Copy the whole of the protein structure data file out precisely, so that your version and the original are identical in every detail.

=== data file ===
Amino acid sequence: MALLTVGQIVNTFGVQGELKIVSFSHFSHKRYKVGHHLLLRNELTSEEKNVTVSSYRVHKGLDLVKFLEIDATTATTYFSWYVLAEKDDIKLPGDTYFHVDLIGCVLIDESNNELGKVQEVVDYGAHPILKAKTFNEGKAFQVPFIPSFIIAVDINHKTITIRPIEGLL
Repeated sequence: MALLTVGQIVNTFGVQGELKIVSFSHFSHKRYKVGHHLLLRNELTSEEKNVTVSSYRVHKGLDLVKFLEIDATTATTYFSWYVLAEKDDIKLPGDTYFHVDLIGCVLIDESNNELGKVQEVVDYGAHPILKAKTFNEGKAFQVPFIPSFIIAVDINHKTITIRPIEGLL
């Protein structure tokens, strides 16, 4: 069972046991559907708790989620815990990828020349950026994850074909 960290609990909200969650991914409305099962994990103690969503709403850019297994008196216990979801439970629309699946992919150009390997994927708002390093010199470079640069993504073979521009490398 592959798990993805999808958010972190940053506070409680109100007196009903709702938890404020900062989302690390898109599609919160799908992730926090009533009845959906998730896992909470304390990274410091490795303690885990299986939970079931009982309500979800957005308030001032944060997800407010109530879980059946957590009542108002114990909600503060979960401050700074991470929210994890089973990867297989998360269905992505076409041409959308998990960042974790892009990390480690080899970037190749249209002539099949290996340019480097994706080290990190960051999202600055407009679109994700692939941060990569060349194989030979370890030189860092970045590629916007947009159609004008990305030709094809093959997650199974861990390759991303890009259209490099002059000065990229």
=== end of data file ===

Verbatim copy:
Amino acid sequence: MALLTVGQIVNTFGVQGELKIVSFSHFSHKRYKVGHHLLLRNELTSEEKNVTVSSYRVHKGLDLVKFLEIDATTATTYFSWYVLAEKDDIKLPGDTYFHVDLIGCVLIDESNNELGKVQEVVDYGAHPILKAKTFNEGKAFQVPFIPSFIIAVDINHKTITIRPIEGLL
Repeated sequence: MALLTVGQIVNTFGVQGELKIVSFSHFSHKRYKVGHHLLLRNELTSEEKNVTVSSYRVHKGLDLVKFLEIDATTATTYFSWYVLAEKDDIKLPGDTYFHVDLIGCVLIDESNNELGKVQEVVDYGAHPILKAKTFNEGKAFQVPFIPSFIIAVDINHKTITIRPIEGLL
């Protein structure tokens, strides 16, 4: 069972046991559907708790989620815990990828020349950026994850074909 960290609990909200969650991914409305099962994990103690969503709403850019297994008196216990979801439970629309699946992919150009390997994927708002390093010199470079640069993504073979521009490398 592959798990993805999808958010972190940053506070409680109100007196009903709702938890404020900062989302690390898109599609919160799908992730926090009533009845959906998730896992909470304390990274410091490795303690885990299986939970079931009982309500979800957005308030001032944060997800407010109530879980059946957590009542108002114990909600503060979960401050700074991470929210994890089973990867297989998360269905992505076409041409959308998990960042974790892009990390480690080899970037190749249209002539099949290996340019480097994706080290990190960051999202600055407009679109994700692939941060990569060349194989030979370890030189860092970045590629916007947009159609004008990305030709094809093959997650199974861990390759991303890009259209490099002059000065990229």